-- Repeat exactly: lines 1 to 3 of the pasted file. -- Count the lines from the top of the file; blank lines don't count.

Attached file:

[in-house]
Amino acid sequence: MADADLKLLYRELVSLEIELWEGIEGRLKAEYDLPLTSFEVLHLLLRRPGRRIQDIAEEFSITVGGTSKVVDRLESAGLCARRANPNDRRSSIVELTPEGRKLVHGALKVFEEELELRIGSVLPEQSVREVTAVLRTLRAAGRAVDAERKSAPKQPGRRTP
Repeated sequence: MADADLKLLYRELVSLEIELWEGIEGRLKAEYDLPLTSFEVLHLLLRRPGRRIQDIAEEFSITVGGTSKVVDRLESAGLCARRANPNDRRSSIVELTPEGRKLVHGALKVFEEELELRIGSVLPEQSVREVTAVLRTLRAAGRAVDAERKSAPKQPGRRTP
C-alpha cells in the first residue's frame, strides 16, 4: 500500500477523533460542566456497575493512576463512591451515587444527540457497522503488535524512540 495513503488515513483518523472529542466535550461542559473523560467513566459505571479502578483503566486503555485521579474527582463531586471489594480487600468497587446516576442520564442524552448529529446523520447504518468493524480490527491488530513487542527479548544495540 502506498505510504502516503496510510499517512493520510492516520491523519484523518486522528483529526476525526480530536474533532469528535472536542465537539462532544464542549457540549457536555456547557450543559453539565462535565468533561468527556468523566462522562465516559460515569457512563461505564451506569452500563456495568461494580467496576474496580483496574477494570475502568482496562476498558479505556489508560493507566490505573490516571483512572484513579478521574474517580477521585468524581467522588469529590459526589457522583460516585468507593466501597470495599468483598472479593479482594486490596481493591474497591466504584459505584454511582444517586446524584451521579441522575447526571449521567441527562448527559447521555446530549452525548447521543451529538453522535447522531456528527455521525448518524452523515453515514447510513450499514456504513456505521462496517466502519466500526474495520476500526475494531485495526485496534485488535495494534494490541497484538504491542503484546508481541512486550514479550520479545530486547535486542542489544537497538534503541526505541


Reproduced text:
[in-house]
Amino acid sequence: MADADLKLLYRELVSLEIELWEGIEGRLKAEYDLPLTSFEVLHLLLRRPGRRIQDIAEEFSITVGGTSKVVDRLESAGLCARRANPNDRRSSIVELTPEGRKLVHGALKVFEEELELRIGSVLPEQSVREVTAVLRTLRAAGRAVDAERKSAPKQPGRRTP
Repeated sequence: MADADLKLLYRELVSLEIELWEGIEGRLKAEYDLPLTSFEVLHLLLRRPGRRIQDIAEEFSITVGGTSKVVDRLESAGLCARRANPNDRRSSIVELTPEGRKLVHGALKVFEEELELRIGSVLPEQSVREVTAVLRTLRAAGRAVDAERKSAPKQPGRRTP